Can Planets Bend Light?

Because large objects in space have an effect on light, can smaller objects do the same thing? Can something the size of the Earth also influence light and make it bend?
This artist's concept shows OGLE-2016-BLG-1195Lb, a planet discovered through a technique called microlensing. Image credit: 

This artist's concept shows OGLE-2016-BLG-1195Lb, a planet discovered through a technique called microlensing. Image credit: 

Originally posted on Forbes!

Every object in the universe with mass has the potential to bend light a little; the harder part is being able to measure that change.

This behavior of light, taking apparently curved paths around very massive objects, was one of the earliest tests of General Relativity. General Relativity suggested that all light should travel in locally straight lines, but if space itself was being warped due to the presence of massive objects, then the direction a beam of light might find to be “straight” might not look so straight to an external observer.

In this image the light from a distant galaxy, nearly 10 billion light-years away, has been warped into a nearly 90-degree arc of light in the galaxy cluster RCS2 032727-132623. The galaxy cluster lies 5 billion light-years away.Image credit: NASA; ESA; J. Rigby (NASA Goddard Space Flight Center); and K. Sharon (Kavli Institute for Cosmological Physics, University of Chicago)

In this image the light from a distant galaxy, nearly 10 billion light-years away, has been warped into a nearly 90-degree arc of light in the galaxy cluster RCS2 032727-132623. The galaxy cluster lies 5 billion light-years away.Image credit: NASA; ESA; J. Rigby (NASA Goddard Space Flight Center); and K. Sharon (Kavli Institute for Cosmological Physics, University of Chicago)

An extreme case of the deflection of light exists as gravitational lensing. Gravitational lensing occurs when you have two objects lined up, one behind the other, and the light from the more distant object winds up curling around the closer, massive object, like water from a tap flowing around your fist. As a result, you can get multiple images of the same object; instead of a single jet of water hitting the bottom of the sink, the water splits, and hits the sink in a few places. The way that the light flows around the heavier object tells you about the exact alignment of the two objects, but it also tells you in great detail about the concentration of mass for the object in front. You can imagine that if you ran water over your fist, it would create a different landing pattern than if you ran it over a bowl, and different again if you ran water over a wine glass.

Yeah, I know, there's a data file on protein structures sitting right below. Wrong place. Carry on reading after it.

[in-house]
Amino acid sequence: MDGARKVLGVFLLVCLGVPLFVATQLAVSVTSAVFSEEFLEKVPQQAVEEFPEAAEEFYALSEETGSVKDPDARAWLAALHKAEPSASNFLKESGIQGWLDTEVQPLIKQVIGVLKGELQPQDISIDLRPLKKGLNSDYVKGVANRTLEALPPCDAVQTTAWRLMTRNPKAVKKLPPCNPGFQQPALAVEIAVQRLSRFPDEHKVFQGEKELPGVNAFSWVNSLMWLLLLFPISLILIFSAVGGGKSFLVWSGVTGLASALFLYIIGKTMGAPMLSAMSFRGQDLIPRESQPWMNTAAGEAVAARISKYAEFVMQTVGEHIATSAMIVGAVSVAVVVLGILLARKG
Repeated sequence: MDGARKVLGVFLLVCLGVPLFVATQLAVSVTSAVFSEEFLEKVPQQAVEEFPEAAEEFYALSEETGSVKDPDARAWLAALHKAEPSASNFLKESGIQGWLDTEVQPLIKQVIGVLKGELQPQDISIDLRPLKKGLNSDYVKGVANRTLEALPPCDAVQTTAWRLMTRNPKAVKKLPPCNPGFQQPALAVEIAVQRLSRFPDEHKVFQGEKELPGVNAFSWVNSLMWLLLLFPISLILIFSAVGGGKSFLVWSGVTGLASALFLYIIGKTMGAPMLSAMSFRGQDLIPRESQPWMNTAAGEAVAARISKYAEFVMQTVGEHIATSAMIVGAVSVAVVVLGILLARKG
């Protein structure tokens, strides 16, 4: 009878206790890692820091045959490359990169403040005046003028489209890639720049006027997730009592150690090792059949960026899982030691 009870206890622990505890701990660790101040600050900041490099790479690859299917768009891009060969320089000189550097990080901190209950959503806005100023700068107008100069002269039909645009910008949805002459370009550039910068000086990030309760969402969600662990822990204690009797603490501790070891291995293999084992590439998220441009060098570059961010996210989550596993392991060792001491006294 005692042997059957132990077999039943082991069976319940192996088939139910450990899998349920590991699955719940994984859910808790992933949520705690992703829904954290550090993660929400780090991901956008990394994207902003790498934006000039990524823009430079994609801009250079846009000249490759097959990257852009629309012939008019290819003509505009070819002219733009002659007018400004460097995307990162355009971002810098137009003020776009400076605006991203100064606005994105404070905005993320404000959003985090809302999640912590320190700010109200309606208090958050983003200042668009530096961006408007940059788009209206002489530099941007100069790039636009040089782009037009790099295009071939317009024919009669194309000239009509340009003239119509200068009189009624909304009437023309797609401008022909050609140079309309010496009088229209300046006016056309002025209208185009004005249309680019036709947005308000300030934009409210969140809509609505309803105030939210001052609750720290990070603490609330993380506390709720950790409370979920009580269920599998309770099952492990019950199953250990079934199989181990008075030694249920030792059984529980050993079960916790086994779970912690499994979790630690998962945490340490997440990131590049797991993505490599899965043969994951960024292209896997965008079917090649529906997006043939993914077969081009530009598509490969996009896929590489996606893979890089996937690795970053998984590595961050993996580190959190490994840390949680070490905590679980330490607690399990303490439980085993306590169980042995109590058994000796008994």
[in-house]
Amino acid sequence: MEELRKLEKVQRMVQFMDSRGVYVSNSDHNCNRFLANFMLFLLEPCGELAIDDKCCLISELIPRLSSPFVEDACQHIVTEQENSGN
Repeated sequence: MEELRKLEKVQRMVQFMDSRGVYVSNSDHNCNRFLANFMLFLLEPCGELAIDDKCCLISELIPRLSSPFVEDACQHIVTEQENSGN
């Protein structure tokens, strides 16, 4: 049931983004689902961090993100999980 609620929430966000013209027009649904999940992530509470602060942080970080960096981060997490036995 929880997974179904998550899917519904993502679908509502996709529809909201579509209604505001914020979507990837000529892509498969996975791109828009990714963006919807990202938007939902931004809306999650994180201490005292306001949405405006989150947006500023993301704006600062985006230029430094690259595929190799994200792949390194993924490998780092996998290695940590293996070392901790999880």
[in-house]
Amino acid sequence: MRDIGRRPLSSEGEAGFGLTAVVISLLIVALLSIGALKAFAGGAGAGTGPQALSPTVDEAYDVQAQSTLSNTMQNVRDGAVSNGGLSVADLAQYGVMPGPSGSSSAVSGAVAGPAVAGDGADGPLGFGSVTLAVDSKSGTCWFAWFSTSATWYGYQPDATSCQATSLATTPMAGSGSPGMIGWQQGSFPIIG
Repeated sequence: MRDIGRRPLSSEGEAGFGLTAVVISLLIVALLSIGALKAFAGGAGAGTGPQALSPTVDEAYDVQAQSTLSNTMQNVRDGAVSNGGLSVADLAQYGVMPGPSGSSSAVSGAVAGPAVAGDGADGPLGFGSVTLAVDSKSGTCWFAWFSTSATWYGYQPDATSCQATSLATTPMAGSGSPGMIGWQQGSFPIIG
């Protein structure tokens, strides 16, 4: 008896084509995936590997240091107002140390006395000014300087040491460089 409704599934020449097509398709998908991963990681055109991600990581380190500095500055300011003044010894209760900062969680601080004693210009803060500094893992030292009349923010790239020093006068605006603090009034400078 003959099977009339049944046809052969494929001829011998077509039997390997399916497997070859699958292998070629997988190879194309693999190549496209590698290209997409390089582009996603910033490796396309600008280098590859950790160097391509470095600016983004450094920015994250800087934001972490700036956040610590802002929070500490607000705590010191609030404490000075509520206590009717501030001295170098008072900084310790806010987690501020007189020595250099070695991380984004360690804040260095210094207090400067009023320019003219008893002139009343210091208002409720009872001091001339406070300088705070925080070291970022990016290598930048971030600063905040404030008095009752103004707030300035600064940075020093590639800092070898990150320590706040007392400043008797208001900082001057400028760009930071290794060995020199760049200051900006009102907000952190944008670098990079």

Typically we hear about gravitational lensing from studies of distant galaxies, where we’re able to observe an extremely distant object in great detail because gravitational lensing spread the light out over a wider area of the sky, or because the gravitational lens magnified the light from the object, making it brighter and easier to spot. But these galaxies aren’t the only thing we can observe using these methods; smaller scale objects work just as well.

Still of an animation illustrating how gravitational microlensing works. On the left, a diagram of how the brightness changes as the foreground star moves from right to left across the background star. On the right is a top-down image of the light path, and in the middle, a simulated view from Earth. Image credit: NASA's Goddard Space Flight Center Conceptual Image Lab